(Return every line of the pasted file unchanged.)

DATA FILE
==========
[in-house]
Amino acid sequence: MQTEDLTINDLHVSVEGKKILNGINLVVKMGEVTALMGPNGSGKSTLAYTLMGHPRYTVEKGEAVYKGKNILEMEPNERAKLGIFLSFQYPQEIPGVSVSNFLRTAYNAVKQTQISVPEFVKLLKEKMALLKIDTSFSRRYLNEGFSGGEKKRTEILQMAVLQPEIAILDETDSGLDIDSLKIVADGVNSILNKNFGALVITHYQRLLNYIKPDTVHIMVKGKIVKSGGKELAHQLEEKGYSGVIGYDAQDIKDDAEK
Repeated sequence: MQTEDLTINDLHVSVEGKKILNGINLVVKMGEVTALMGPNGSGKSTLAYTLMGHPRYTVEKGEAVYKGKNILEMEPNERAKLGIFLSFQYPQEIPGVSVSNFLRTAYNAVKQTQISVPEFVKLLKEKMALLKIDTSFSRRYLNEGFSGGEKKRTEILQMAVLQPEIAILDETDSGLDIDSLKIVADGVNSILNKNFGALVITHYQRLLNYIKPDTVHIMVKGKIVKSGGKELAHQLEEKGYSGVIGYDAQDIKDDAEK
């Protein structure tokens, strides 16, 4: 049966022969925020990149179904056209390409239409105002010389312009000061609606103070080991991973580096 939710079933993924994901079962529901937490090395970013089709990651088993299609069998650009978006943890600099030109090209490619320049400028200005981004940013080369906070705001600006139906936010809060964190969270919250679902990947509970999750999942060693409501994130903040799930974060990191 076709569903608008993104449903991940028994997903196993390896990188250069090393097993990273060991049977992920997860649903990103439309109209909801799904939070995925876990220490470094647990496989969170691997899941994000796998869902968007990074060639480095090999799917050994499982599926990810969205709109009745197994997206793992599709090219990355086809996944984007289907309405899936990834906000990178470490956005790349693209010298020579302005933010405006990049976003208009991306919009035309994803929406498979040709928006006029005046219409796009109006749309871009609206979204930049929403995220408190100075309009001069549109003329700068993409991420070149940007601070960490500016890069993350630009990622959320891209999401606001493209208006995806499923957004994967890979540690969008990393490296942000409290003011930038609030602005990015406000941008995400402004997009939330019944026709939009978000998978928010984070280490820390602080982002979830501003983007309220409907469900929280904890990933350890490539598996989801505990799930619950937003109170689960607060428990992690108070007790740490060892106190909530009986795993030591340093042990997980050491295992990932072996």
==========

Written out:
[in-house]
Amino acid sequence: MQTEDLTINDLHVSVEGKKILNGINLVVKMGEVTALMGPNGSGKSTLAYTLMGHPRYTVEKGEAVYKGKNILEMEPNERAKLGIFLSFQYPQEIPGVSVSNFLRTAYNAVKQTQISVPEFVKLLKEKMALLKIDTSFSRRYLNEGFSGGEKKRTEILQMAVLQPEIAILDETDSGLDIDSLKIVADGVNSILNKNFGALVITHYQRLLNYIKPDTVHIMVKGKIVKSGGKELAHQLEEKGYSGVIGYDAQDIKDDAEK
Repeated sequence: MQTEDLTINDLHVSVEGKKILNGINLVVKMGEVTALMGPNGSGKSTLAYTLMGHPRYTVEKGEAVYKGKNILEMEPNERAKLGIFLSFQYPQEIPGVSVSNFLRTAYNAVKQTQISVPEFVKLLKEKMALLKIDTSFSRRYLNEGFSGGEKKRTEILQMAVLQPEIAILDETDSGLDIDSLKIVADGVNSILNKNFGALVITHYQRLLNYIKPDTVHIMVKGKIVKSGGKELAHQLEEKGYSGVIGYDAQDIKDDAEK
């Protein structure tokens, strides 16, 4: 049966022969925020990149179904056209390409239409105002010389312009000061609606103070080991991973580096 939710079933993924994901079962529901937490090395970013089709990651088993299609069998650009978006943890600099030109090209490619320049400028200005981004940013080369906070705001600006139906936010809060964190969270919250679902990947509970999750999942060693409501994130903040799930974060990191 076709569903608008993104449903991940028994997903196993390896990188250069090393097993990273060991049977992920997860649903990103439309109209909801799904939070995925876990220490470094647990496989969170691997899941994000796998869902968007990074060639480095090999799917050994499982599926990810969205709109009745197994997206793992599709090219990355086809996944984007289907309405899936990834906000990178470490956005790349693209010298020579302005933010405006990049976003208009991306919009035309994803929406498979040709928006006029005046219409796009109006749309871009609206979204930049929403995220408190100075309009001069549109003329700068993409991420070149940007601070960490500016890069993350630009990622959320891209999401606001493209208006995806499923957004994967890979540690969008990393490296942000409290003011930038609030602005990015406000941008995400402004997009939330019944026709939009978000998978928010984070280490820390602080982002979830501003983007309220409907469900929280904890990933350890490539598996989801505990799930619950937003109170689960607060428990992690108070007790740490060892106190909530009986795993030591340093042990997980050491295992990932072996």